I will try however and attempt to answer Pat who wanted to know which was correct, “lock and load” or “load and lock?” That depends on the time period and the weapon being used. Load and Lock was used until the introduction of the M1 Garand when procedure changed an Lock and load described the actions more correctly. That is the short answer. To do it justice requires a complete article.

    To Percy and Rob that have an interest in point shooting… I do offer Point Shooting as part of my classes and in fact have a series of advanced classes dedicated to teaching point shooting alone. To do it correctly and become skilled requires training and dedication. I am located in Southern California and if you are in the area and are really interested in some instruction email me at:

    I hope this helps and again, Thank You.

  5. @Neal Linhardt… generally speaking red and blue are harder for the average person’s eyes to pick up. Green is basically right in the middle of the visible spectrum and tends to be the easiest to aquire. I know that’s definitely true for me and a number of people I shoot with. I had a ’97 Firebird years ago and had a hard time driving it at night because of the red gauge lights. Supposed to help with night vision but the numbers sorta blurred, the edges of them just weren’t sharp. I have the same problem with lighted store signs that are blue. Friend used red LEDs as back lighting on his motorcycle gauges that that had orange numbers and needles… it was terrible to ride at night too.

  6. Unintended TORTURE TEST of CT Laser Grips on a Kimber 45 ACP 1911. Gun holstered on hip, I hit a deer at 55MPH with my motorcycle. I was seriously injured as I tumbled down the pavement, deer was killed and Harley Road King totaled. I landed on my right shoulder and hip (gun) . Holster was seriously scuffed up. As requested, PASP removed my firearm prior to my transport to the hospital. I retrieved it some weeks later and took it to the range. Firearm and laser grips functioned 100% and grips’ red dot was still right on target. Laser grip was unharmed except for minor scuffing on the bottom. This was a far more severe impact than any firearm would experience in normal use, and it stood up very well.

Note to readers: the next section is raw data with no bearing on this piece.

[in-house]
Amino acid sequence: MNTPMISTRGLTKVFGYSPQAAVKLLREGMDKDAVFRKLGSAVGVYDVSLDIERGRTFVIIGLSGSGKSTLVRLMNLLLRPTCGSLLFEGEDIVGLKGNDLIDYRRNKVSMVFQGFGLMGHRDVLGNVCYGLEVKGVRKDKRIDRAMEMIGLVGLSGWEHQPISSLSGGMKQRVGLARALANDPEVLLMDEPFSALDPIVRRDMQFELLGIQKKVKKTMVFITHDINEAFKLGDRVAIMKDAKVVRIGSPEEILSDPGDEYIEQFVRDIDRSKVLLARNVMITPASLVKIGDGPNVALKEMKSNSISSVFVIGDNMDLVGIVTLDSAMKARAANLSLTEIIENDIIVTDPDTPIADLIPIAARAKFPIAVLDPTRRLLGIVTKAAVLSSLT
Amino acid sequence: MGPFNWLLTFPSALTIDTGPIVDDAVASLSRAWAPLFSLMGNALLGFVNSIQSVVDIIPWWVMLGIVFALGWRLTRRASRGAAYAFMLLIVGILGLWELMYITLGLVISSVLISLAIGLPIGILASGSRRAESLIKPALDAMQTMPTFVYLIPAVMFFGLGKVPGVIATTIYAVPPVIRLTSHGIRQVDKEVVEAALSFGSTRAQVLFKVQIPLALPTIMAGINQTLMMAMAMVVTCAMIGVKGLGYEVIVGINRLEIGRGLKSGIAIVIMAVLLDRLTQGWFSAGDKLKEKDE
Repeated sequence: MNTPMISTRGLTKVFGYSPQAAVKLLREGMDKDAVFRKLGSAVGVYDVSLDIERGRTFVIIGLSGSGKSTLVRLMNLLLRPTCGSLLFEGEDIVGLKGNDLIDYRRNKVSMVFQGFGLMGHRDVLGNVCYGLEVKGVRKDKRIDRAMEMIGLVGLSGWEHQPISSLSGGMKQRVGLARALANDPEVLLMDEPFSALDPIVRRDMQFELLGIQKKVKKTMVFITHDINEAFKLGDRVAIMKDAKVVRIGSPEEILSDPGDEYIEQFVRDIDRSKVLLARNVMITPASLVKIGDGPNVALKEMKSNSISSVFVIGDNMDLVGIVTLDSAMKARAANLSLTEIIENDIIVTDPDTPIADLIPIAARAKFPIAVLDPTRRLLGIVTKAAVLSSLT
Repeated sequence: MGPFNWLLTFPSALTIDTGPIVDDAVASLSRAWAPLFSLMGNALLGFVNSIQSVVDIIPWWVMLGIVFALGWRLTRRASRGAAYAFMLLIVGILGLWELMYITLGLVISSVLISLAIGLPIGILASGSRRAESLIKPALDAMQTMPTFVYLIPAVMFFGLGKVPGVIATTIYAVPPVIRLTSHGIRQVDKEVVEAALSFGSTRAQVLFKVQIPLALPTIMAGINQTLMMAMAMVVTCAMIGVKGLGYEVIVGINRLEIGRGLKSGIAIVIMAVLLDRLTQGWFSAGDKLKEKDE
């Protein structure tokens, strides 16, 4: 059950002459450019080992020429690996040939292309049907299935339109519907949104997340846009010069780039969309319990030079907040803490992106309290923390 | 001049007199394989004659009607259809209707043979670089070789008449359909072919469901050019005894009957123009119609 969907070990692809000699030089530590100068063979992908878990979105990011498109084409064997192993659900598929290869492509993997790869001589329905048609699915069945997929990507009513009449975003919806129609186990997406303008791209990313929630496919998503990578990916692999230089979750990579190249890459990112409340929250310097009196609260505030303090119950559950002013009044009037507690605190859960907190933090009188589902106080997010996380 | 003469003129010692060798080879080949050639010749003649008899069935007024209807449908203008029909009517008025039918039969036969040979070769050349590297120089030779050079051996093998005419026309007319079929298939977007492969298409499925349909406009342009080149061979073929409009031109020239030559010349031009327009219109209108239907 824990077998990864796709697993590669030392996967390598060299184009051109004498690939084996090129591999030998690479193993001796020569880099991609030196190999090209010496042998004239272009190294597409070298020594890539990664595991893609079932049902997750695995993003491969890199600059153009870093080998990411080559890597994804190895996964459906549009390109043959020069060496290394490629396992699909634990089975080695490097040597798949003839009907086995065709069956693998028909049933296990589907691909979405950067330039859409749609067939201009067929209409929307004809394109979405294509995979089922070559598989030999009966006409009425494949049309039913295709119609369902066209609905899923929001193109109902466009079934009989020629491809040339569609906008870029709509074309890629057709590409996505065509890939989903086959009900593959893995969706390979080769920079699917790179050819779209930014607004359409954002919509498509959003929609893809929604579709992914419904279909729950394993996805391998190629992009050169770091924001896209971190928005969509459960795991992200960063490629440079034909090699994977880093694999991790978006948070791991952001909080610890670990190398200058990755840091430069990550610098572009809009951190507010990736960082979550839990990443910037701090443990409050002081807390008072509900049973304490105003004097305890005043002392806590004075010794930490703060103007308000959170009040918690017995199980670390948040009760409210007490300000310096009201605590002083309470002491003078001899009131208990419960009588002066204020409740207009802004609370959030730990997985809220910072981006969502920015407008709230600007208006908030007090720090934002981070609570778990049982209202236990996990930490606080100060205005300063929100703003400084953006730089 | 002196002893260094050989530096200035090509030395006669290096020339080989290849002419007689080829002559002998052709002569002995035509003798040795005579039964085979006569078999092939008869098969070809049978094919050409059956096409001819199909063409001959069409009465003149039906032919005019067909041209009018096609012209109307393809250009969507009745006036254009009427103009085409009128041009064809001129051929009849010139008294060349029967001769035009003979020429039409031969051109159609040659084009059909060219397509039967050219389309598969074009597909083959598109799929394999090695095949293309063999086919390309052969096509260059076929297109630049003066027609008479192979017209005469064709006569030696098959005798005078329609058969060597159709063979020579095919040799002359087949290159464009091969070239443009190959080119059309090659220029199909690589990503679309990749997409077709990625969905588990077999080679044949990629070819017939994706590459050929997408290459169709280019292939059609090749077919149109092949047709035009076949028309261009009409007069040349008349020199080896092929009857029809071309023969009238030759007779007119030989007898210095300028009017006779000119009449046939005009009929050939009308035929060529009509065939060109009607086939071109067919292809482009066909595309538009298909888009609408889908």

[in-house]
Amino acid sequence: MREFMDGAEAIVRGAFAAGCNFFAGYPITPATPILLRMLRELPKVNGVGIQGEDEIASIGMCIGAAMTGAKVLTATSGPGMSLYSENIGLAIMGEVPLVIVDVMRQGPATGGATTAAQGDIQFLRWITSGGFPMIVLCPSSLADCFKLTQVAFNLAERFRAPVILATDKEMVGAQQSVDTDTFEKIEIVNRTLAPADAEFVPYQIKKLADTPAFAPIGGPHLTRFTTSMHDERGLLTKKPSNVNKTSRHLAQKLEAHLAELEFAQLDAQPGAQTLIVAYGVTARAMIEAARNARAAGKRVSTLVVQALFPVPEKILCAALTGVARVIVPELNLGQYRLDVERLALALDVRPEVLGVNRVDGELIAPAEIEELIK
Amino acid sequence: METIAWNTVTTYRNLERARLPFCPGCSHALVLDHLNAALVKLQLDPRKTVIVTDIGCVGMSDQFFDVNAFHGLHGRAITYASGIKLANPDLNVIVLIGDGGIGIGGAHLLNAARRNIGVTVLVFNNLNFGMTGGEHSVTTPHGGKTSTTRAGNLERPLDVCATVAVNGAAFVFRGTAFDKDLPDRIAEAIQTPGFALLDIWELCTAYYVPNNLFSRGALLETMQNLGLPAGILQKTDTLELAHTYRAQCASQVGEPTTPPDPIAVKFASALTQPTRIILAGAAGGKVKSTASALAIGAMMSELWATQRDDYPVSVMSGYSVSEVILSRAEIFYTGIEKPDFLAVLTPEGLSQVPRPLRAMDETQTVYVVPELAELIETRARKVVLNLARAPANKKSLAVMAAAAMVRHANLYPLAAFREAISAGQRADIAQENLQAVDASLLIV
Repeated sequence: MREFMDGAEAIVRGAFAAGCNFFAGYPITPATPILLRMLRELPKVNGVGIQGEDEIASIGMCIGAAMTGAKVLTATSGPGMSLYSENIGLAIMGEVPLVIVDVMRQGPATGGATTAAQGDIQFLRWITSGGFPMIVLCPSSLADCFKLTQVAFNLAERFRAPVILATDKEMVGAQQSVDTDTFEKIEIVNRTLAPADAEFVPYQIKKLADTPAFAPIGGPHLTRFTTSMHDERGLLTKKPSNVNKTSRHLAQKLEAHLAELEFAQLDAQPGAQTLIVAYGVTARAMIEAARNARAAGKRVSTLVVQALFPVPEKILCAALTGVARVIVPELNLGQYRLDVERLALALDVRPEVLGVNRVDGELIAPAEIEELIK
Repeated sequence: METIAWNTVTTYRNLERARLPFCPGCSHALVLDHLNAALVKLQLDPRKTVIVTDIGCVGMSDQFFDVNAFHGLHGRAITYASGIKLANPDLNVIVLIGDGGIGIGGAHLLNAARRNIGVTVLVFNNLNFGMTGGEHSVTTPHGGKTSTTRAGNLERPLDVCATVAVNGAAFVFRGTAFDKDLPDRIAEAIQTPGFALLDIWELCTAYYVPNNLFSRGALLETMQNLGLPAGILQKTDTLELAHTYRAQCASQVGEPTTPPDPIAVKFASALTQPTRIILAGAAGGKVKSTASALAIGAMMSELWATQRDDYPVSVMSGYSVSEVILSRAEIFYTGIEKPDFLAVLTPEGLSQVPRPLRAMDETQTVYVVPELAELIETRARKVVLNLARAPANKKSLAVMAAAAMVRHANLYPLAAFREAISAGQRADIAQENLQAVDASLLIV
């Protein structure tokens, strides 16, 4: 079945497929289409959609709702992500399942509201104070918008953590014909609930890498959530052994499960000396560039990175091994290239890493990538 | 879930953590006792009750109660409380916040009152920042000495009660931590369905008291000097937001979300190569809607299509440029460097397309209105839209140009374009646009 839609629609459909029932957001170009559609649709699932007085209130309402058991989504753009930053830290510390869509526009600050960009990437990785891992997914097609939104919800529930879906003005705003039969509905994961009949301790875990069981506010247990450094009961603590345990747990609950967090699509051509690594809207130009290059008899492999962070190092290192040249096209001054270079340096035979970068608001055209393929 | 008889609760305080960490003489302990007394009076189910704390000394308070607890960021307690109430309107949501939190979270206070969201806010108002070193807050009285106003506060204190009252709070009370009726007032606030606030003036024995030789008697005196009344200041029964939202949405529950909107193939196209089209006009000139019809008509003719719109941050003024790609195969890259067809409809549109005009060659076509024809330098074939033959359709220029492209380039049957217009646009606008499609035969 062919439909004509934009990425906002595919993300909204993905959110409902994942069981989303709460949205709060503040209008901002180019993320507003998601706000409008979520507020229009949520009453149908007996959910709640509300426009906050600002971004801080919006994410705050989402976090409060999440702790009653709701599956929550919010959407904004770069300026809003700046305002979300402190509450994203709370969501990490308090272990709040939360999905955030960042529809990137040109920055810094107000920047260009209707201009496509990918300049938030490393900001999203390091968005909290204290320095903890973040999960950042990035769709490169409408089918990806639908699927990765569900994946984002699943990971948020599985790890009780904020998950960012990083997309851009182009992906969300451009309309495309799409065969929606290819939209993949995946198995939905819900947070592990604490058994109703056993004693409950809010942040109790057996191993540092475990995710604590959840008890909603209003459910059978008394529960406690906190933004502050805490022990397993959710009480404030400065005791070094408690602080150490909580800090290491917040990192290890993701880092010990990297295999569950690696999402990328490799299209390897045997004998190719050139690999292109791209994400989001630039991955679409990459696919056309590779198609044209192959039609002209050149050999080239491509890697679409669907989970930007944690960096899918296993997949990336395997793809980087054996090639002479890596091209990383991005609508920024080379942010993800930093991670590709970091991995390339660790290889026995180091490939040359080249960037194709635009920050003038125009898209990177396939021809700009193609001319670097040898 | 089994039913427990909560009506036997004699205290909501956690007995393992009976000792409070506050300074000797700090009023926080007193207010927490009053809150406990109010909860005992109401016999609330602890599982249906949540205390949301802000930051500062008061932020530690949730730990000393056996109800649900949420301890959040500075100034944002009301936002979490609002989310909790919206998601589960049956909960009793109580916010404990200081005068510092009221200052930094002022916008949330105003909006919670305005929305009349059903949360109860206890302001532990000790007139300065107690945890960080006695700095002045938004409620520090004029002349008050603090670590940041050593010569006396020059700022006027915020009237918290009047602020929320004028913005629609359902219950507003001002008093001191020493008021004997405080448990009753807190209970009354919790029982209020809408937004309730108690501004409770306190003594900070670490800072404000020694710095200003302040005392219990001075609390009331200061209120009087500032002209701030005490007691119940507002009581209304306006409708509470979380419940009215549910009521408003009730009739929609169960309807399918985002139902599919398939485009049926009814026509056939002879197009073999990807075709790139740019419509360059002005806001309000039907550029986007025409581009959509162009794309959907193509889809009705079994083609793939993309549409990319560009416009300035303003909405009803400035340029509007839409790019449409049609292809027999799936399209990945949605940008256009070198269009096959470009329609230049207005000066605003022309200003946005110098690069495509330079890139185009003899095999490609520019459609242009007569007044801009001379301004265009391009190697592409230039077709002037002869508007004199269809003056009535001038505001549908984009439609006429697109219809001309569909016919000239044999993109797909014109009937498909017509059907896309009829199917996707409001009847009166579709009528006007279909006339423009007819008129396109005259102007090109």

7. I found this article informative. Thank you for sharing your knowledge. Perhaps a future comparison might include Blue laser for rifles (I own a 50,000mw or 5watt hand held Blue that might be useful.) at present I have a forward rail mounted red laser on my Smith and Wesson M&P22 which also has a GlassEagle red dot sight. This is my bedside home intruder defense and very small game weapon. For convenience it is fitted with a pressure switch zip-tied to the pistol grip so it can be activated by thumb. I also have Green lasers mounted on both my AR15 with a scope for self defense if needed and hunting small to medium game, and AR10 with a powerful electronic scope for larger game and can be used in defense also. both are fitted with momentary contact switches on the forward bottom rail mounted pistol grips. if I had the option I would have provided pictures.

  8. I prefer the green lasers simply because they are more visible for my old eyes than the red especially in daylight.

  9. Retired L.E. 36 years. Took my niece shooting her S&E M&P 2” 38 revolver with Crimson Trace. Her 1st time shooting handgun.After giving her few fundamentals and her recoil adjustments she was hitting milk jugs and coffee cans simply by placing the laser on target and firmly squeezing the trigger and gun. Shocked me

  10. Very useful. Thanks Much for sharing your time and expertise.
    Maybe some tips on quick point shooting. Also sounds a Thank You For Your Service is owed

  11. Very useful. Thanks Much for sharing your time and expertise.
    Maybe some tips on quick point shooting

  12. Only thing I have a laser on is my H&R Pardner Pump 12ga. I have a 6 position adjustable AR style stock, heat shield with ghost ring combat sights, however many lumens Streamlight and the red laser. Laser works fine but don’t really use it much but for things that go bump in the night it’s there if needed. On handguns… not so much. Found them more distracting than just point shooting.

  13. Dear Ed, I enjoyed your piece on lasers and the different aspects each color, red/green, presents.
    Yes , color can be quite important when choosing a laser sight.
    What I found to be an excellent point of yours , was to “point and shoot” once the colored dot was